Jim Clinton Violins Greenville, SC

Archive for June, 2011


Jim Clinton Violins,
3400 Rutherford Rd Ext.,
Taylors SC

Free admittance to watch, register to compete, and to drink ol’ timey soft drinks.


10:30 – 11am – Registration of all competitors.
11am – 12pm – Jr. Open Inst. Competition
12pm – 1pm – Adult Old Time Fiddle Competition

Adult Old Time Fiddle – 1 slow tune, 1 fast tune, backup tunes in case of runoff
1st – $100 Cash | 2nd – $75 Cash | 3rd – $50 Cash

Jr. Open Instrumental (15 yrs. and under) – 1 tune, any instrument.
1st – $50 shopping spree | 2nd – $30 shopping spree | 3rd – $25 shopping spree


Benny’s BBQ Shack will be selling Hot Dogs, and Chicken or Pork BBQ with sides and sweet tea. Cafe Paulista will provide Fresh Squeezed Brazilian style Amazon Fruit Juices and Smoothies for $2.00 a cup.

JCViolins will provide Root Beer, Pepsi, and Ginger Ale for free.

for contest rules »Read More

Register in advance by calling 864.322.2622 or email jim@jcviolins.com.

John Sipe’s visit to Jim Clinton Violins on April 16, 2011.

– Interview by local musician/writer Bob Buckingham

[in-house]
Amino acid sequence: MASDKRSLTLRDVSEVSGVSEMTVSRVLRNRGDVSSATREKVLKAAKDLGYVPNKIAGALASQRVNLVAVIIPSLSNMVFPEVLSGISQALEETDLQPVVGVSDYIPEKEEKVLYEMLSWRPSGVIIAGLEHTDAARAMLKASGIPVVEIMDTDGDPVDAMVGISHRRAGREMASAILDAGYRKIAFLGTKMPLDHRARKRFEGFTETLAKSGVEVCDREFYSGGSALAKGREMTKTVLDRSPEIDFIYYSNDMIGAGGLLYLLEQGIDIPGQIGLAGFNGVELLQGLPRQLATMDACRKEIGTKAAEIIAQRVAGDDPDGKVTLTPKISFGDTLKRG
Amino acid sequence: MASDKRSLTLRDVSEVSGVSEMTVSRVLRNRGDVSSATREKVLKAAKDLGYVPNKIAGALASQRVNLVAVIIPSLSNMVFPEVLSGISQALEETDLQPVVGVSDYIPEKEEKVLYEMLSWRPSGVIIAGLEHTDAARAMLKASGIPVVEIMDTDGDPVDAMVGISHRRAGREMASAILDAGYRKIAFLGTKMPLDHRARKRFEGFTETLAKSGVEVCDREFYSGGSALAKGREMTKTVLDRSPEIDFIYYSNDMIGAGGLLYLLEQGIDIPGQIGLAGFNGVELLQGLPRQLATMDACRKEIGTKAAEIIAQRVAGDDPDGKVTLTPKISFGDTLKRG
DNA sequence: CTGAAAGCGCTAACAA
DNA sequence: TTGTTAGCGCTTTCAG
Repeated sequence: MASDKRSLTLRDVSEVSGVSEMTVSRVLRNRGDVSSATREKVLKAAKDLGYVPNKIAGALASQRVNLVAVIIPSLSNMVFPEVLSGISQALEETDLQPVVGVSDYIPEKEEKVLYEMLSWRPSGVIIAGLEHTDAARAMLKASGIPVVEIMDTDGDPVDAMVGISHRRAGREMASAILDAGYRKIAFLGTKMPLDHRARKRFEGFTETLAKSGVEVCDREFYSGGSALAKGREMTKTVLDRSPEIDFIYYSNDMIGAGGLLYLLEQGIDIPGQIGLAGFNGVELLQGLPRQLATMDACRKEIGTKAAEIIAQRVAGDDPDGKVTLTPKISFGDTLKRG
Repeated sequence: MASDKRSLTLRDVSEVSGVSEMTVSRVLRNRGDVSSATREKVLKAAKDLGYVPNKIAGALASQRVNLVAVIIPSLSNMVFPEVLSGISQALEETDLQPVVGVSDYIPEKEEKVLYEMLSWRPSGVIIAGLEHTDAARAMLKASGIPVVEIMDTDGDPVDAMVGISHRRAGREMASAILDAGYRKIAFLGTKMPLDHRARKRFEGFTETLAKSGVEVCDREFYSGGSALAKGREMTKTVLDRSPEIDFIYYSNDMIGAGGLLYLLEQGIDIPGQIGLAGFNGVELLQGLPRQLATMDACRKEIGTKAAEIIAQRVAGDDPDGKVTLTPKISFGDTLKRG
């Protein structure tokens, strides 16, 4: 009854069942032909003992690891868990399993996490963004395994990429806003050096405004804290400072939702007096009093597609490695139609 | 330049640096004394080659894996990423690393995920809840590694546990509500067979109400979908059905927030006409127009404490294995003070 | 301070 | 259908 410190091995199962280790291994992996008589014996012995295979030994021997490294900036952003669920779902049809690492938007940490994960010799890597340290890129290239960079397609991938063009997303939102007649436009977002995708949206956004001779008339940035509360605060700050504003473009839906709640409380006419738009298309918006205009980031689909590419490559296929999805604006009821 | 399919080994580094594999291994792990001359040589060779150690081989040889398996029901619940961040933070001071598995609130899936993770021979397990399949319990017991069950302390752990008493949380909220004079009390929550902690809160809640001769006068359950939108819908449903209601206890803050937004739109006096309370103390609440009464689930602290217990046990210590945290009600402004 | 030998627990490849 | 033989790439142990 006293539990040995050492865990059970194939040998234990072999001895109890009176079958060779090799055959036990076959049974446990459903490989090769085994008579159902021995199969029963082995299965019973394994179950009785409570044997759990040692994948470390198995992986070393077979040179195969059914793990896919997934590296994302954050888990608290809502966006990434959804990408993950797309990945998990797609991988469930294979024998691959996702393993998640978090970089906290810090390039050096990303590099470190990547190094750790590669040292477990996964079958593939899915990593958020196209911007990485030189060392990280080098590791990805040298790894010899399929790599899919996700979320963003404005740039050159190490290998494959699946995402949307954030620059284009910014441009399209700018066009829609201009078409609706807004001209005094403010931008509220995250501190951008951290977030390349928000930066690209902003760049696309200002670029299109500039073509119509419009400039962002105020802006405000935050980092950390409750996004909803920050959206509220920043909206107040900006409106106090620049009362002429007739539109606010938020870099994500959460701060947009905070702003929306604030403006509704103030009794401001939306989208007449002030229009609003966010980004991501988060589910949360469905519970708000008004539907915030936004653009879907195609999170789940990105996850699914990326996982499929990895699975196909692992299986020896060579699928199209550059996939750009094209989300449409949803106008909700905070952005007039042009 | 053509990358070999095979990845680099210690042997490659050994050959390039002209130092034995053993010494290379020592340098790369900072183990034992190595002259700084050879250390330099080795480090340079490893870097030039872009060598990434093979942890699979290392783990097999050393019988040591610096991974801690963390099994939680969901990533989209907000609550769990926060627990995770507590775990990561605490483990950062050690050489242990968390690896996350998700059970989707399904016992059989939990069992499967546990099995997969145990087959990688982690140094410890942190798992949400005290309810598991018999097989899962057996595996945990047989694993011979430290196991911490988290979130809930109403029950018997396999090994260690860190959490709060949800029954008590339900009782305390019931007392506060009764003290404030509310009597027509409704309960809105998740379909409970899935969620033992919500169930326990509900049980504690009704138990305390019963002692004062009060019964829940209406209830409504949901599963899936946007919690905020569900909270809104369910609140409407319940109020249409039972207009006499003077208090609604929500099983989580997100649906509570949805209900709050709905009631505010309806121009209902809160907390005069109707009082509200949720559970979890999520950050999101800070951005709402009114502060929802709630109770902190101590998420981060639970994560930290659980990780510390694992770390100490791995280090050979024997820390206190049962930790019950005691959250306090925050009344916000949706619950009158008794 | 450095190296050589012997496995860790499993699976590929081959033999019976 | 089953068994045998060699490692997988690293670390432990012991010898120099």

John Sipe will be visiting Jim Clinton Violins in April. He is a renowned builder of violins and violas from Charlotte, North Carolina. Now semi-retired, some highlights in his building career include attending master classes at Hofstra University in New York City, where world famous makers and repairmen taught him. He has toured Europe visiting many of the famous makers and their shops. He traveled to England to study bow making from Malcolm Taylor (W.E. Hill and Sons). Additionally he received the Tone Award by the Violin Society of America. Many professional musicians play John Sipe’s instruments throughout the world including Nadir Khashimov, the outstanding and upcoming violin virtuoso, winner of the Pablo de Sarasate International Violin Competition in Pamplona, Spain, who performed Sarasate’s Carmen Fantasy on a John Sipe violin during the award ceremonies with the Navarra Symphony Orchestra. Nadir is at the present a student at the world famous Curtis Institue of Music in Philadelphia under the tutelage of Shmuel Ashkenasi and Pamela Frank.